In the status quo, employers have to give maternity leave. They also have to pay workers while they are on leave. The latter is bad.
- It disincentivises hiring young women. Losing a worker for months is already costly. Having to pay them while they’re away is even more costly.
- It allocates the burden of supporting young mothers unequally. In a just society, we all have an equal responsibility to support those who deserve help. Maternity pay disproportionately and unfairly falls on employers more likely to employ young women. This allocation is unjust.
- It allocates the benefits of maternity leave unequally. In a just society, all women would have the same allowance for maternity leave. In an employer funded system, women on maternity leave who’s employers go bankrupt loose their pay. This is morally arbitrary and unfair.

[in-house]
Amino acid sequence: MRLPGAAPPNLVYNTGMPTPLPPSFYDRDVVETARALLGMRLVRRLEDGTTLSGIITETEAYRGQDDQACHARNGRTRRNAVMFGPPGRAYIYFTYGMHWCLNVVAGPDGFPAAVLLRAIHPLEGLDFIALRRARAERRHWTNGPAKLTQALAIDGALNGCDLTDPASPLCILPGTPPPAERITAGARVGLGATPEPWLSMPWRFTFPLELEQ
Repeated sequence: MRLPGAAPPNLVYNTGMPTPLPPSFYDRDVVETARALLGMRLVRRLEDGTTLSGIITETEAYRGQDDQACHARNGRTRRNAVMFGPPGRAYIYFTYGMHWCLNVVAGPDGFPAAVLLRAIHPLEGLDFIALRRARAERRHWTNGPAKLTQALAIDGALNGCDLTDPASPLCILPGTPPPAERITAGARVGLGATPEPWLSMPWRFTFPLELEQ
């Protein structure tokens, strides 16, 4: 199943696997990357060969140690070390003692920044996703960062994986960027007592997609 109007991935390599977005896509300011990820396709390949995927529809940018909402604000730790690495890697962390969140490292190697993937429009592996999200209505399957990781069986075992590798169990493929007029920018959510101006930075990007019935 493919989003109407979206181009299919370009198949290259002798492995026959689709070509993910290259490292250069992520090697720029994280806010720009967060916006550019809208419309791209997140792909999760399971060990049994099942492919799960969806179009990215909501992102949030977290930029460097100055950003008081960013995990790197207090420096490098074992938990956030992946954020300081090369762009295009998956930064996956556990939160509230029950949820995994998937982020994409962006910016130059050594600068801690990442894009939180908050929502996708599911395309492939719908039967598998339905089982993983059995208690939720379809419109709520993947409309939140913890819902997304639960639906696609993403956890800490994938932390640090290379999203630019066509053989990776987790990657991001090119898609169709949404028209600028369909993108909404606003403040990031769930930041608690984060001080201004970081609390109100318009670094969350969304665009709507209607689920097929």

Full government funding is a better alternative.
- It disincentivises hiring young women less. Employers still risk loosing a worker for months, but no longer have to pay them during the absence.
- It allocates the burden of supporting young mothers equally. Tax is paid by all employers equally. A tax funded system of maternity pay ensures all employers share the burden of supporting young mothers equally.
- It allocates the benefits of maternity leave equally. As long as the state is solvent, all mothers get their maternity pay regardless of the financial solvency of their employers.